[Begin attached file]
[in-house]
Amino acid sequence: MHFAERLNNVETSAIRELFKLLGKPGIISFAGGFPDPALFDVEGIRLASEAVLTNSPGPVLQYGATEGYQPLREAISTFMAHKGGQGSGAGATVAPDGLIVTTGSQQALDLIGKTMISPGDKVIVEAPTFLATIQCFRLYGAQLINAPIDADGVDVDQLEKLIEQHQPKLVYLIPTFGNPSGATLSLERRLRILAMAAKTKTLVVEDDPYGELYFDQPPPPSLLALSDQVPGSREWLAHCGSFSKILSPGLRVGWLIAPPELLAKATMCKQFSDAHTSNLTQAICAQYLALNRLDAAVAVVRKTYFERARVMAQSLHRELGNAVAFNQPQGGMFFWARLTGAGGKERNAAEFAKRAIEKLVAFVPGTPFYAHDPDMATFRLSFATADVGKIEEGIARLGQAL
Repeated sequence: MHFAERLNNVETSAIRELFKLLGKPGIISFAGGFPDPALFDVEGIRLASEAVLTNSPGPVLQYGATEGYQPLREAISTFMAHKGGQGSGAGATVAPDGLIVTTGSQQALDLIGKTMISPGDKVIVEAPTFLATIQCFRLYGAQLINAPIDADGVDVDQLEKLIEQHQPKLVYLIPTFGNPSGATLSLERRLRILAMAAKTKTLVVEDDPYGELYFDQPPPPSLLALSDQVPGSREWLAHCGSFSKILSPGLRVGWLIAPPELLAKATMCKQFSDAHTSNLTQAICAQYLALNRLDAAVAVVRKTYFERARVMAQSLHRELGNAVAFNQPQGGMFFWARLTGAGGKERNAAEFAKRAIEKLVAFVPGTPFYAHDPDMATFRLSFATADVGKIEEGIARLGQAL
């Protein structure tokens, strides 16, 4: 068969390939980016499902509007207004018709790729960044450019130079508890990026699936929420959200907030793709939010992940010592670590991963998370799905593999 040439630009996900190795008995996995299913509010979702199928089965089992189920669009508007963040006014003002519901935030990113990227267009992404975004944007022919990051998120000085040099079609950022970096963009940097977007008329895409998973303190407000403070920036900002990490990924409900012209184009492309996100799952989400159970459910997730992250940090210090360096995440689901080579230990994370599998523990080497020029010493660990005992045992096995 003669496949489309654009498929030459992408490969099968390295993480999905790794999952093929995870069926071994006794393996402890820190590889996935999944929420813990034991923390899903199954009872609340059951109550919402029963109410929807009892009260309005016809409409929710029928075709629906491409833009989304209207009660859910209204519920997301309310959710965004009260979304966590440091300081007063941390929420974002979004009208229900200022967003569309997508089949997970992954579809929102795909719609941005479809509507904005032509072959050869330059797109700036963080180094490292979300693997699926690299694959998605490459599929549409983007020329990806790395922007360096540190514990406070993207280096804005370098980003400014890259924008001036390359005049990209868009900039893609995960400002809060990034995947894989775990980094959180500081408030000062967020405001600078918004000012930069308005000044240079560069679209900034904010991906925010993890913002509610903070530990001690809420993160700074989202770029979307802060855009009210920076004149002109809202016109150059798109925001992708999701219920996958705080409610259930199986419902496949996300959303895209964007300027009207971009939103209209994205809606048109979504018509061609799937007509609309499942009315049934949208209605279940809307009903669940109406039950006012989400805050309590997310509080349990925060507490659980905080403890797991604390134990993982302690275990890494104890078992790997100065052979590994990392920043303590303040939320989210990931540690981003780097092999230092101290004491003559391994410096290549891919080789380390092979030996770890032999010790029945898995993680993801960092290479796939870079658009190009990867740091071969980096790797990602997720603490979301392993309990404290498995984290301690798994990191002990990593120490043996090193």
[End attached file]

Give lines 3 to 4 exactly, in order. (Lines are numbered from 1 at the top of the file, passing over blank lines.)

Repeated sequence: MHFAERLNNVETSAIRELFKLLGKPGIISFAGGFPDPALFDVEGIRLASEAVLTNSPGPVLQYGATEGYQPLREAISTFMAHKGGQGSGAGATVAPDGLIVTTGSQQALDLIGKTMISPGDKVIVEAPTFLATIQCFRLYGAQLINAPIDADGVDVDQLEKLIEQHQPKLVYLIPTFGNPSGATLSLERRLRILAMAAKTKTLVVEDDPYGELYFDQPPPPSLLALSDQVPGSREWLAHCGSFSKILSPGLRVGWLIAPPELLAKATMCKQFSDAHTSNLTQAICAQYLALNRLDAAVAVVRKTYFERARVMAQSLHRELGNAVAFNQPQGGMFFWARLTGAGGKERNAAEFAKRAIEKLVAFVPGTPFYAHDPDMATFRLSFATADVGKIEEGIARLGQAL
């Protein structure tokens, strides 16, 4: 068969390939980016499902509007207004018709790729960044450019130079508890990026699936929420959200907030793709939010992940010592670590991963998370799905593999 040439630009996900190795008995996995299913509010979702199928089965089992189920669009508007963040006014003002519901935030990113990227267009992404975004944007022919990051998120000085040099079609950022970096963009940097977007008329895409998973303190407000403070920036900002990490990924409900012209184009492309996100799952989400159970459910997730992250940090210090360096995440689901080579230990994370599998523990080497020029010493660990005992045992096995 003669496949489309654009498929030459992408490969099968390295993480999905790794999952093929995870069926071994006794393996402890820190590889996935999944929420813990034991923390899903199954009872609340059951109550919402029963109410929807009892009260309005016809409409929710029928075709629906491409833009989304209207009660859910209204519920997301309310959710965004009260979304966590440091300081007063941390929420974002979004009208229900200022967003569309997508089949997970992954579809929102795909719609941005479809509507904005032509072959050869330059797109700036963080180094490292979300693997699926690299694959998605490459599929549409983007020329990806790395922007360096540190514990406070993207280096804005370098980003400014890259924008001036390359005049990209868009900039893609995960400002809060990034995947894989775990980094959180500081408030000062967020405001600078918004000012930069308005000044240079560069679209900034904010991906925010993890913002509610903070530990001690809420993160700074989202770029979307802060855009009210920076004149002109809202016109150059798109925001992708999701219920996958705080409610259930199986419902496949996300959303895209964007300027009207971009939103209209994205809606048109979504018509061609799937007509609309499942009315049934949208209605279940809307009903669940109406039950006012989400805050309590997310509080349990925060507490659980905080403890797991604390134990993982302690275990890494104890078992790997100065052979590994990392920043303590303040939320989210990931540690981003780097092999230092101290004491003559391994410096290549891919080789380390092979030996770890032999010790029945898995993680993801960092290479796939870079658009190009990867740091071969980096790797990602997720603490979301392993309990404290498995984290301690798994990191002990990593120490043996090193």